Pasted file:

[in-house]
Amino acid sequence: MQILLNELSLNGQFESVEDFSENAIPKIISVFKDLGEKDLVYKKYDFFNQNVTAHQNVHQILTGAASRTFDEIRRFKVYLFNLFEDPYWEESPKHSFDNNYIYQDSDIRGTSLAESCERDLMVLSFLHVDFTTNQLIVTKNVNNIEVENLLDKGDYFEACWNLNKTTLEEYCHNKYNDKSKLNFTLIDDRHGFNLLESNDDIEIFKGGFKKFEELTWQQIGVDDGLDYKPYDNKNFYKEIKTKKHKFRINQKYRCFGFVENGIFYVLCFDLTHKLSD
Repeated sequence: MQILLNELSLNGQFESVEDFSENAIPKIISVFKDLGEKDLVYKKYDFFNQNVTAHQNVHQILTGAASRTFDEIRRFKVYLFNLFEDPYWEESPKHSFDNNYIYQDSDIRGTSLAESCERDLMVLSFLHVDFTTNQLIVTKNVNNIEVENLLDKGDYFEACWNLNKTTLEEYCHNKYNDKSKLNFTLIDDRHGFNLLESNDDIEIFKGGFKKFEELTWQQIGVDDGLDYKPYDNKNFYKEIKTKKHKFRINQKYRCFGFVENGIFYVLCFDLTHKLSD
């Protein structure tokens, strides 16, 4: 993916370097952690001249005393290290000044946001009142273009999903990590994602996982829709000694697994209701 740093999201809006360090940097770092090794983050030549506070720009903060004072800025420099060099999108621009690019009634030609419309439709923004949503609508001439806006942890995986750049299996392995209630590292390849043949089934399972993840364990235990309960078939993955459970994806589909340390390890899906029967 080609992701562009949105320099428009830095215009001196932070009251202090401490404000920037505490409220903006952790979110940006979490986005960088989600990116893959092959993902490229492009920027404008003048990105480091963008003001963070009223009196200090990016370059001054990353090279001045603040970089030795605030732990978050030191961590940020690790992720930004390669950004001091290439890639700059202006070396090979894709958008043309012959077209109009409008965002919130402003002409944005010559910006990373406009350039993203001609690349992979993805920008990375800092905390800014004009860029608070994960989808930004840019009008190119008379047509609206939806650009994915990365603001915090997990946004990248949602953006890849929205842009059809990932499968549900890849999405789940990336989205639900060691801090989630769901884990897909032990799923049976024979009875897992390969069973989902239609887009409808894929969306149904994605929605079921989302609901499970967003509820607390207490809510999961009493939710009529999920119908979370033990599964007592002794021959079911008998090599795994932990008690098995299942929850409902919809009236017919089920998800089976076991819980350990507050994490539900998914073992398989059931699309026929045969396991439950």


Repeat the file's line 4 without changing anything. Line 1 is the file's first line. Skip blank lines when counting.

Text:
């Protein structure tokens, strides 16, 4: 993916370097952690001249005393290290000044946001009142273009999903990590994602996982829709000694697994209701 740093999201809006360090940097770092090794983050030549506070720009903060004072800025420099060099999108621009690019009634030609419309439709923004949503609508001439806006942890995986750049299996392995209630590292390849043949089934399972993840364990235990309960078939993955459970994806589909340390390890899906029967 080609992701562009949105320099428009830095215009001196932070009251202090401490404000920037505490409220903006952790979110940006979490986005960088989600990116893959092959993902490229492009920027404008003048990105480091963008003001963070009223009196200090990016370059001054990353090279001045603040970089030795605030732990978050030191961590940020690790992720930004390669950004001091290439890639700059202006070396090979894709958008043309012959077209109009409008965002919130402003002409944005010559910006990373406009350039993203001609690349992979993805920008990375800092905390800014004009860029608070994960989808930004840019009008190119008379047509609206939806650009994915990365603001915090997990946004990248949602953006890849929205842009059809990932499968549900890849999405789940990336989205639900060691801090989630769901884990897909032990799923049976024979009875897992390969069973989902239609887009409808894929969306149904994605929605079921989302609901499970967003509820607390207490809510999961009493939710009529999920119908979370033990599964007592002794021959079911008998090599795994932990008690098995299942929850409902919809009236017919089920998800089976076991819980350990507050994490539900998914073992398989059931699309026929045969396991439950």